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JohnSadlerAstro

EQ5 Teething Trouble

56 posts in this topic

That mount will keep you going for decades if you look after it and will easily take the 200P for viewing purposes and even photography if you choose a windless night. Anything bigger than the 200 and you will be looking at another mount too....

John

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Sounds good. Hopefully I can get over the teething troubles and start some serious work soon! :) 

John

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Just ensure the counter weight bar is screwed fully into the mount head and all should be well. :)

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1 minute ago, brantuk said:

Just ensure the counter weight bar is screwed fully into the mount head and all should be well.

Yep. I'm not chancing it landing on my feet, or the cement garage floor :D.  I would not be in Dad's best books if that happened :D.

I've hit on an idea which I think will work--taking the mount off the tripod, and setting it on the floor, then I can get someone to help steady it while I try to balance the axes out. When its done the mount should sit upright on its own. Then I can leave the tube rings in position and mark the counterweight bar, and all will be fine (I hope). Do you think that will work?

John

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It's more usual to balance the mount when it's on the tripod. I can't imagine how you would do it on the floor. Have a read of this thread where I describe balancing in some detail for another forum member:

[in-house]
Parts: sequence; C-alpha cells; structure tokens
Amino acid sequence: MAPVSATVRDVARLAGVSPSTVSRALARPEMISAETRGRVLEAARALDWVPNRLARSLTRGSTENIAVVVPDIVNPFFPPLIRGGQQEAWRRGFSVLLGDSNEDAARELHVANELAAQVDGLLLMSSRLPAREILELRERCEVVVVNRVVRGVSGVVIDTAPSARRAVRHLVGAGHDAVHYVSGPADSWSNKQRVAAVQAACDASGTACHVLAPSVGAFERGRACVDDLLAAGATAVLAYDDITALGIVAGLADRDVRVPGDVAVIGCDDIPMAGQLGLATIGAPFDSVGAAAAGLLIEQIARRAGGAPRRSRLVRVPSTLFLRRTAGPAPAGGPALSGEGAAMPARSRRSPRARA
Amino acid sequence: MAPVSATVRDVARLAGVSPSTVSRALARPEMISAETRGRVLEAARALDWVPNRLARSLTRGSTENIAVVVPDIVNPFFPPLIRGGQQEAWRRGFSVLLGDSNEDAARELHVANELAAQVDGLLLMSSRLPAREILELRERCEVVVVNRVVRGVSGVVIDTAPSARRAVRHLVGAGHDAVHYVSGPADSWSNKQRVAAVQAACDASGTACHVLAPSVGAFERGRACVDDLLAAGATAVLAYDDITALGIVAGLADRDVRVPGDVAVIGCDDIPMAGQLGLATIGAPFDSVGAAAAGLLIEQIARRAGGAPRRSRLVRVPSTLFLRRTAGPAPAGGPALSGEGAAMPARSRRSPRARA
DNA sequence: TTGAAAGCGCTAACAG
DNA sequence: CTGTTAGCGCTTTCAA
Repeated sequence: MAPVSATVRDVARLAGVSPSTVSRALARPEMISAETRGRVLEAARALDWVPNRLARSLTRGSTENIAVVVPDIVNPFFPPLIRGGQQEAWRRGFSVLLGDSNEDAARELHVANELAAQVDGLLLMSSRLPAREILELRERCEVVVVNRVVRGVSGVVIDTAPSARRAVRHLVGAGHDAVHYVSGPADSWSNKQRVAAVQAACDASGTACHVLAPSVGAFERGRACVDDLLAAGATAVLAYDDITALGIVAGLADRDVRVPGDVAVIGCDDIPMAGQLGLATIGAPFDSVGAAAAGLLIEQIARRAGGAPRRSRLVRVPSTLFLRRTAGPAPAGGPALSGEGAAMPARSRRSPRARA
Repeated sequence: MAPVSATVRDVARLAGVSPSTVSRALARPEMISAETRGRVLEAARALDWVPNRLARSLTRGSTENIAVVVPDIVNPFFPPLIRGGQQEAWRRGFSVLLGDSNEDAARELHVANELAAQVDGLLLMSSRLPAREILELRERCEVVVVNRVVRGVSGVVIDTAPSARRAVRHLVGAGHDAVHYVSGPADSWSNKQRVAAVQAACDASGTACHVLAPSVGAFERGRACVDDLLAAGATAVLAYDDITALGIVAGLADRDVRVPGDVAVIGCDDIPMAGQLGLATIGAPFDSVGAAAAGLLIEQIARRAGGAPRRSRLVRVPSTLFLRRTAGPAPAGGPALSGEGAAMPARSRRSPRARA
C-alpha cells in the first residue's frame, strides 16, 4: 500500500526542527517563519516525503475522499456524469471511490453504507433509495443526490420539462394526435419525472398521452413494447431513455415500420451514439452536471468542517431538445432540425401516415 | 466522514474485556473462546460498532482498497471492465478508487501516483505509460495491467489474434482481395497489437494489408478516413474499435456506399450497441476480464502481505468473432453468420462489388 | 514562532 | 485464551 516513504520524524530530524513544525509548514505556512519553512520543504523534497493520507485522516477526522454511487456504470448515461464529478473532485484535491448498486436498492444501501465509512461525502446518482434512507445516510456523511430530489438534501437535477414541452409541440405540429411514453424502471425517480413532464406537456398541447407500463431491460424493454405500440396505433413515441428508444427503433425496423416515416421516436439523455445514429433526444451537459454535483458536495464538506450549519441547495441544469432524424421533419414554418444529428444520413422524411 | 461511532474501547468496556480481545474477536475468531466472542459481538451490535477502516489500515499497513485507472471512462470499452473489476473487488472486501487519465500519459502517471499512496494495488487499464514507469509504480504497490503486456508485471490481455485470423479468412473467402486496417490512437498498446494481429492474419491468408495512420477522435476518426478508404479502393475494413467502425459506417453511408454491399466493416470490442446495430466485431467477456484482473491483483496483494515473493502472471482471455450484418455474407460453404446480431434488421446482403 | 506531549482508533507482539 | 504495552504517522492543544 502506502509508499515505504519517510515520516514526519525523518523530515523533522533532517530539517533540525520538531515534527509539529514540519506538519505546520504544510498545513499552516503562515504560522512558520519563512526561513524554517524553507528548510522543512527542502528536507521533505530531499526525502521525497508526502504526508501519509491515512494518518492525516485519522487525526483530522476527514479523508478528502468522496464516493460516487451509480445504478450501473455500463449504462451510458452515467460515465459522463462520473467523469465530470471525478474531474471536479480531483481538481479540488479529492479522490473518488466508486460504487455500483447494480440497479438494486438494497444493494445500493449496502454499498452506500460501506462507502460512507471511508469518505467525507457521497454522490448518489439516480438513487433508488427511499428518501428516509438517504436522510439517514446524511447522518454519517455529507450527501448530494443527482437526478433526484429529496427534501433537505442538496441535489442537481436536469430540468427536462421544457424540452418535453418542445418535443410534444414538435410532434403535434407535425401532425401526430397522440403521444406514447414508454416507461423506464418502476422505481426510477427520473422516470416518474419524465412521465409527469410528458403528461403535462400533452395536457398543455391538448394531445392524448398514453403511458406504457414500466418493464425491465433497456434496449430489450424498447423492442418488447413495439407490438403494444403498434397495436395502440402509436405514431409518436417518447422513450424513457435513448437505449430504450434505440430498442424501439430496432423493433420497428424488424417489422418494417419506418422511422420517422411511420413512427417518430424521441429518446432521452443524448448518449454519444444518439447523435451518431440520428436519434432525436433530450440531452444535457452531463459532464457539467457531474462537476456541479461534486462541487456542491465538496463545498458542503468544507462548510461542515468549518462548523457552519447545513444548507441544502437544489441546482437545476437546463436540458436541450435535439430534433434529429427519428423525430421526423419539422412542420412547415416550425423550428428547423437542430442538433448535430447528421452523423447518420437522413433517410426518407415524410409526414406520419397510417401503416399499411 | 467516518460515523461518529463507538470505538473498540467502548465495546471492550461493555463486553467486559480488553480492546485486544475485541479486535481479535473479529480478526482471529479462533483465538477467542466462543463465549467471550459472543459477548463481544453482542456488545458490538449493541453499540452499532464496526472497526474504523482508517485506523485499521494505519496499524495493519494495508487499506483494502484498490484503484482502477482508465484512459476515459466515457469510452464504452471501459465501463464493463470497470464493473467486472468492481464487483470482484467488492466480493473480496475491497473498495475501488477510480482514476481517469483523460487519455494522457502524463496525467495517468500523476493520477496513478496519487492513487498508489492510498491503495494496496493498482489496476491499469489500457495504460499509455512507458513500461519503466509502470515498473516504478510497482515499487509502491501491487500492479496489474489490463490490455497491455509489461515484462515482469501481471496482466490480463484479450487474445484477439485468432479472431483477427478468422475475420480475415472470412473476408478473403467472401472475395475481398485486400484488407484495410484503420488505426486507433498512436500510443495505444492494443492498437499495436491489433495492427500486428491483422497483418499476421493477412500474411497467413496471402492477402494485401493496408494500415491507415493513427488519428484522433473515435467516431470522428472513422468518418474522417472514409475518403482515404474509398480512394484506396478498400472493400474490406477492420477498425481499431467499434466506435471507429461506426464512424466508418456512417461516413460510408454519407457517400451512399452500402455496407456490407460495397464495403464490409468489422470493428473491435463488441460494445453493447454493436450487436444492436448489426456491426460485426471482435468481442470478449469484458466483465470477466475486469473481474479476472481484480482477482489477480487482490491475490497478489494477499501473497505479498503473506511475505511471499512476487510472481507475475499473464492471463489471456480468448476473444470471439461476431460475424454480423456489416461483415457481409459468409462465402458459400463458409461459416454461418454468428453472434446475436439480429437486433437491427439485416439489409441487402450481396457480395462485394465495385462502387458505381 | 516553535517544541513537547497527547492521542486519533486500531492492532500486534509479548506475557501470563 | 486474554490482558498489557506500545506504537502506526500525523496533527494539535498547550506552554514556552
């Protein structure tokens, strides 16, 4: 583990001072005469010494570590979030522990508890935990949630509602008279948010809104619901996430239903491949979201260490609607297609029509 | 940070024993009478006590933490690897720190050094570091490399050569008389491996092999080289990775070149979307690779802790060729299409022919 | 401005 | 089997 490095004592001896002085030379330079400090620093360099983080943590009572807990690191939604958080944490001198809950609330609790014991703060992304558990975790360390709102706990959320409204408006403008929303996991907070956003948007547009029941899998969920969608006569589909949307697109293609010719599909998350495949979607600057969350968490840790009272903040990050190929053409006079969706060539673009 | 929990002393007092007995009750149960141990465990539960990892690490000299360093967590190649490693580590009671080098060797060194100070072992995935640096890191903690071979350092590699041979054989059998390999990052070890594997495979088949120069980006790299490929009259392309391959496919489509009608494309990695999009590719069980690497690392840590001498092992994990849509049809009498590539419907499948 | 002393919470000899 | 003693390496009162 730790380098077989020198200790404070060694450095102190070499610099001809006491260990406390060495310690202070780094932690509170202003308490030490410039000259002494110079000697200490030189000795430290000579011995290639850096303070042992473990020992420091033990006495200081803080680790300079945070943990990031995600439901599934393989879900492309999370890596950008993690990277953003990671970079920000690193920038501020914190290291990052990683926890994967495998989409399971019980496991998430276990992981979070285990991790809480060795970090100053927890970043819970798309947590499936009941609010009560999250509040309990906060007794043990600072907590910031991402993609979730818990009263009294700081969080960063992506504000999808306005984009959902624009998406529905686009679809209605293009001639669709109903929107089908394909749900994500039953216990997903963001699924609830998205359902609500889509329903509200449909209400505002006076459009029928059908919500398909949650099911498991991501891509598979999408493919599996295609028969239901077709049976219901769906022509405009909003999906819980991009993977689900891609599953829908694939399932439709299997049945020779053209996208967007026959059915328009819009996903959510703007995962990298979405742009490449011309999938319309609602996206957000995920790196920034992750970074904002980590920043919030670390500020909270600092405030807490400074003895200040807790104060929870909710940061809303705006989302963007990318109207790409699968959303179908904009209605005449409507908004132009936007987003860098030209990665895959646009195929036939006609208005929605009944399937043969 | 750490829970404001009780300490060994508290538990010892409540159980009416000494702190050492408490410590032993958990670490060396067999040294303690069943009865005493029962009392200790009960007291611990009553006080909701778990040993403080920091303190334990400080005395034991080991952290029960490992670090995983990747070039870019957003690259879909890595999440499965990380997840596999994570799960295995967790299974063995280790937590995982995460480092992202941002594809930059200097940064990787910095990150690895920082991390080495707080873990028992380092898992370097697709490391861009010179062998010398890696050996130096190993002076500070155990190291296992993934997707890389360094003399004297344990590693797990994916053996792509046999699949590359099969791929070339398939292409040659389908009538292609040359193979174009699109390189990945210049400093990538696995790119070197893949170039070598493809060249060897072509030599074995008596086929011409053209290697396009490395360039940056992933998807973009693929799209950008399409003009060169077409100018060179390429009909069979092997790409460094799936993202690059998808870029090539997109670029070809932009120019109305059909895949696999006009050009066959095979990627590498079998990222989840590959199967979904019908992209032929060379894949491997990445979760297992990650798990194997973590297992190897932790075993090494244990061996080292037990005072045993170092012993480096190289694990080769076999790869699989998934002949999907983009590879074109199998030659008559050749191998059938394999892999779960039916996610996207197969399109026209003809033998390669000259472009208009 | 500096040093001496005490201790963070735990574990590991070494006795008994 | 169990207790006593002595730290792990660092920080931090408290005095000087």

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Yh, the issue is that the Dec Axis, even now I've oiled it is too stiff to move around unless the scope is grossly off centre. That's why I'm trying to come up with a way to balance until the mount is 'worn in' (which is all that is needed, I hope).

John

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Set it up in living room on it's tripod with no load. Weights off. Counterweight bar off. Put just the dovetail on the clamp to give you some leverage. Unlock the Dec axis. Lock the RA axis. 

Does the Dec axis turn smoothly by hand by putting pressure on either end of the dovetail?

If not, I'd be calling the supplier before doing anything more drastic and get their advice.

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Posted (edited)

It does turn, smoothly, just it requires a firm push. Its basically a but stiff.

Not so stiff it wont turn, but not loose enough that a small imbalance will turn it.

John

Edited by JohnSadlerAstro

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Hmmm... if it's still that stiff even after oiling, then it may have been fitted a bit too tight. It may be a good idea to check with the vendor - most astro suppliers are pretty helpful. :)

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Ok, I will do that tmrw. :)

Thanks everyone for the help, though! :)

John

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Hi,

Just to report: following Brantuk's advice, I contacted FLO, and I got a reply very quickly explaining what was wrong. Turns out, the actual bolt that tightens the axis was too tight, so that the adjustment knob reached its limit before the bolt was unscrewed. 2 minutes' work was all that was required to solve the issue...thank you to everyone who has helped me with this mount upgrade; the motors arrived today, so I am (almost) ready to use the mount for some imaging and viewing......Clear Skies, All!

John

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Hi John,

Could you post FLO's fix in full - I've got exactly the same issue with my new EQ5.

Cheers

Graham

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Hi,

1st of all, Welcome to SGL!

This is what they said: thing is, I had figured what was needed, and sent an email checking that it was ok to do.

'H Jon, Thanks for your message what you describe is normal for this mount especially if it's cold the grease will be a bit stiff it will over time loosen up also is the clutch full open?, if you have further problems the do get back to me.'